22. Andy

    Hi, I am confused by your last paragraph in your June 12 2017 response. Maybe I don’t really understand that person’s question. My understanding of the example is:
    -a person already has shares, then buys a call option
    -then sells the shares at loss within 30 days of his option purchase
    -keeps his call options after 30 days of the sale
    Wouldn’t that mean his sale is a superficial loss since he still has the right to purchase the shares?

  23. Andy

    I have a question on whether this scenario would have a superficial loss:
    -buy shares. 5 days later buys call option of that stock.
    -a few days later closes the option at a loss.
    -after 30 days still holds those shares.

    Thanks

  24. AdjustedCostBase.ca Post author

    Andy,

    In that scenario I don’t believe that the superficial loss rule would be triggered. The first condition of the superficial loss rule is:

    “During the period that begins 30 days before and ends 30 days after the disposition, the taxpayer or a person affiliated with the taxpayer acquires a property (in this definition referred to as the “substituted property”) that is, or is identical to, the particular property.”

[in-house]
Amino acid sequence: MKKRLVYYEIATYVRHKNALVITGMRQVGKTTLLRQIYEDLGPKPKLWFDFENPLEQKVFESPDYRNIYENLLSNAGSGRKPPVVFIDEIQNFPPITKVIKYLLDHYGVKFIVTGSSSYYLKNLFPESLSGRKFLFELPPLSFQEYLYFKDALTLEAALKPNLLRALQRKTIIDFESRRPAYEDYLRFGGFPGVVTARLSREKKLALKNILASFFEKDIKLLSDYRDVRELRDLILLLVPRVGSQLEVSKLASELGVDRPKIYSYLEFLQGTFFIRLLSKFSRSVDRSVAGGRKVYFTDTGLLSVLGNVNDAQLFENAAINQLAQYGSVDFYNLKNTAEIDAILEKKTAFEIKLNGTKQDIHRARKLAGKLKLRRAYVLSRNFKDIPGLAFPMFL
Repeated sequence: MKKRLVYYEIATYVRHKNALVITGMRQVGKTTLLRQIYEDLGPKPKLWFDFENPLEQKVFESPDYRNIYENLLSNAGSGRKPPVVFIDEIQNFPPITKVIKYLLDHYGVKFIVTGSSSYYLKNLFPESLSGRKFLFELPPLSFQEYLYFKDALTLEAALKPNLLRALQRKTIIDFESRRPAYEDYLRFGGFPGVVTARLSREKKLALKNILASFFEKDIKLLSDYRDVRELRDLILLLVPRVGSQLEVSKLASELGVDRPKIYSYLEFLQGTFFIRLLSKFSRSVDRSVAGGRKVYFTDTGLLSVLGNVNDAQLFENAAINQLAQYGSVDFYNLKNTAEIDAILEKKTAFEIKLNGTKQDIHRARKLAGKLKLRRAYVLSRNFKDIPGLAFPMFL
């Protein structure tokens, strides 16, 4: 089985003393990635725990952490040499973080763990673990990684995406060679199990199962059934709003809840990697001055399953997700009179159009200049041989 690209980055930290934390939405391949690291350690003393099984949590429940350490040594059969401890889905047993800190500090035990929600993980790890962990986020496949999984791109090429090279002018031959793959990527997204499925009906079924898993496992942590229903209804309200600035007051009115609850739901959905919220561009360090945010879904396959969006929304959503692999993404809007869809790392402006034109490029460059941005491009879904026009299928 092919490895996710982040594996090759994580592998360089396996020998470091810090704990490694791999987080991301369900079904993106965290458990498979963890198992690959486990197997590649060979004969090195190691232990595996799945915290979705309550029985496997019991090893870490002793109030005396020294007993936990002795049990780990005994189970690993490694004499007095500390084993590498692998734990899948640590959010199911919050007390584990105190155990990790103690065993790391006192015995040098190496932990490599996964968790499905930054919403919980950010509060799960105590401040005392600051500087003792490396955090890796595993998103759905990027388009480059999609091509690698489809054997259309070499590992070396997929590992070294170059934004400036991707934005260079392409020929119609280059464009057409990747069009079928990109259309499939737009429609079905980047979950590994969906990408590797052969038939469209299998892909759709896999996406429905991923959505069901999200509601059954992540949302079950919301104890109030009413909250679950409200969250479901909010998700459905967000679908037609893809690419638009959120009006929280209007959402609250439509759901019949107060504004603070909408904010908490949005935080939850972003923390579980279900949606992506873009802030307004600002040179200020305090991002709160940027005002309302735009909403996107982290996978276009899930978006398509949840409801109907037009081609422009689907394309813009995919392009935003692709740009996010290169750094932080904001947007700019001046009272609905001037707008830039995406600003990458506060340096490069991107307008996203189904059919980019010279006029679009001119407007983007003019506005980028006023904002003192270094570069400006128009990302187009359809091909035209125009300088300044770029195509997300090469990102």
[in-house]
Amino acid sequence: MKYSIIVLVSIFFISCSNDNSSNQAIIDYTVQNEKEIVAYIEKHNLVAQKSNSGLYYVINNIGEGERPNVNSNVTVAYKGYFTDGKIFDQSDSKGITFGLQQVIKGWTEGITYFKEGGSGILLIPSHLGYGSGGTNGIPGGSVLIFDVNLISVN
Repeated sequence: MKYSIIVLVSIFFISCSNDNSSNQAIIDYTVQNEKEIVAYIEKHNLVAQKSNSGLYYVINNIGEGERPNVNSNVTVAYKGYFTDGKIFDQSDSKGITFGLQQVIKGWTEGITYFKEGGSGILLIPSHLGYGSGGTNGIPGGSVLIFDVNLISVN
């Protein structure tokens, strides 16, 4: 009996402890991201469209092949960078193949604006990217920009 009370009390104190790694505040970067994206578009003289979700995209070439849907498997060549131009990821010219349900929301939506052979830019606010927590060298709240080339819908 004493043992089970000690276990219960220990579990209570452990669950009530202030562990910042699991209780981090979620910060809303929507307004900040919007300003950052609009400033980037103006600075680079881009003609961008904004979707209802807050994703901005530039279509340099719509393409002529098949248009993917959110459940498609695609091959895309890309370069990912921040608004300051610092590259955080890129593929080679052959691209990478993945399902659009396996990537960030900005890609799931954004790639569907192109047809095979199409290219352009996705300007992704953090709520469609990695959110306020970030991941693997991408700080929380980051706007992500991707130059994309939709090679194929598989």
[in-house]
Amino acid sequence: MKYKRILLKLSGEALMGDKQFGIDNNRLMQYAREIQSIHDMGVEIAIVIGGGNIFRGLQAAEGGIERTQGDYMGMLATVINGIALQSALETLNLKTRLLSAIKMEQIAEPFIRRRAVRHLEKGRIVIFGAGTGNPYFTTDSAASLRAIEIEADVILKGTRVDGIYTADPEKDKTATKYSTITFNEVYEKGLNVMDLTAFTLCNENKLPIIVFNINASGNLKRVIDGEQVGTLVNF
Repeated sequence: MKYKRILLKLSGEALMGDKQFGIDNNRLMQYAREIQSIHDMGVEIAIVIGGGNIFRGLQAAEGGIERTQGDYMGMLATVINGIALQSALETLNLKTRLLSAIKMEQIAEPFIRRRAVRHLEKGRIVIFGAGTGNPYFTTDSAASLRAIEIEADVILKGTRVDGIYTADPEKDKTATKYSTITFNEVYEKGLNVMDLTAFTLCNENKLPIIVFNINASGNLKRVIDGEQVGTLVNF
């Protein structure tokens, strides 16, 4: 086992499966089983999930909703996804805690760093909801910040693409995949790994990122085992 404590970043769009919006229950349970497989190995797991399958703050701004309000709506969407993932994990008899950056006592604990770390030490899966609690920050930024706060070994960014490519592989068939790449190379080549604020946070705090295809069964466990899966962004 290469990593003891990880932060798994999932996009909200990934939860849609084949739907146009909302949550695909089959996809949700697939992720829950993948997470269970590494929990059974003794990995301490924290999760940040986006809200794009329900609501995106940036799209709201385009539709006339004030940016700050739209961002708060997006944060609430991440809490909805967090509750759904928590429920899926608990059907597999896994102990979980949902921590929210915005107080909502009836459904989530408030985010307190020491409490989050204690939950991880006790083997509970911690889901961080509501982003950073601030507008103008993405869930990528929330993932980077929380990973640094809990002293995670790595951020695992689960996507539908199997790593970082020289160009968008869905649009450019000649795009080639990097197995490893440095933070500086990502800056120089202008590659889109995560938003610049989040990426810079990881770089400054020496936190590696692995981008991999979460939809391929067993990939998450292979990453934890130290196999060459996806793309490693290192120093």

In the situation you’ve described, although call options are acquired within the superficial loss period, but the underlying shares are not. Call options are not identical to the underlying shares. Options (the rights to acquire the underlying shares) are only mentioned in the second condition of the superficial loss rule:

    “At the end of that period, the taxpayer or a person affiliated with the taxpayer owns or had a right to acquire the substituted property.”

    I don’t believe the superficial loss rule applies in the second scenario you mentioned either.

  25. Andy

    Thanks, I think I get it now. I had presumed that call options and shares were the same, but I realize now they are not identical.

  26. Mia

    Hello,

    If my employer offered me 1000 options at strike price of $5, and then later that year it was exercised and sold at $15.

    How do I fill out the transaction form? Would this be a buy call options to open with the status of closed: sold?

    Thanks,
    Mia

  27. AdjustedCostBase.ca Post author

    Mia,

    The tax treatment of employee stock options may vary depending on the case, but in general I would suggest using a “Buy” transaction on the date the options were exercised. The amount for this transaction should be equal to the total of the following:

    1. The cost paid for the options (if any)
    2. The exercise price of the shares
    3. The taxable benefit

    Assuming that you didn’t pay anything for the options and that the fair market value at the time of exercise was $8 per share, then you would pay $5 per share and would likely see a taxable benefit of $3 per share ($8 – $5). This could be inputted into AdjustedCostBase.ca as follows: